Right To Home? Rethinking homelessness in rural communities
Idyllic images of rolling hills, countryside pursuits and village life mask can significant experiences of inequality and deprivation to which rural communities are vulnerable. Homelessness,traditionally depicted as an urban street phenomenon, is notably absent in people’s understanding of rural life.
Homelessness across England is on the rise. Rates are high in urban areas and yet many households in rural areas are threatened with or experience homelessness.
- In 2015/16, 6,270 households were accepted as homeless in England’s 91 mainly and largely rural local authorities (LAs).
- In 16 of these predominantly rural LAs, at least two in every 1,000 households was accepted as homeless.
- In 2015/16, mainly and largely rural areas in England reported making 12,977 decisions on homelessness approaches – 11 per cent of local authority decisions, nationally.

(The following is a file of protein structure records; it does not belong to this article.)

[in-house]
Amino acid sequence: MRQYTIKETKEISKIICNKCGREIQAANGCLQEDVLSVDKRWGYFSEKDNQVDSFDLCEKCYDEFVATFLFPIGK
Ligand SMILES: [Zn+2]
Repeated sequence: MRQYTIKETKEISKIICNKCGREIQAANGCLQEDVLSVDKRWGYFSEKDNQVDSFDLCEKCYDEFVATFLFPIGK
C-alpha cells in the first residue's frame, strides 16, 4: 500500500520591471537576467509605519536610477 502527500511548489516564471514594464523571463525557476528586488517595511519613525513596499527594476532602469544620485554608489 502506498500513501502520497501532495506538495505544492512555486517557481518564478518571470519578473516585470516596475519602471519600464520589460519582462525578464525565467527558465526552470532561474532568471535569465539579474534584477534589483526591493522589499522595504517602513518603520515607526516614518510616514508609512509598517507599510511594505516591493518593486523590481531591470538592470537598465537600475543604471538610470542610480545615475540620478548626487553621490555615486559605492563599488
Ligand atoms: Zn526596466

- From 2010 to 2016, mainly rural local authorities recorded a rise from 191 to 252 rough sleepers – an increase of 32 per cent. In largely rural areas there has been a leap of 52 per cent
- The peculiarities of rural areas can make delivering services to prevent and relieve homelessness particularly difficult.
This research has found that central to addressing homelessness in rural areas will be making sure rural housing markets work for their resident populations by providing affordable accommodation across a range of tenures and types of home. For homelessness itself, the research starts to identify a number of things that could be pursued now, ranging from new rural-specific homelessness strategies to new models of partnership working, from improved monitoring and reporting to community-based service delivery options.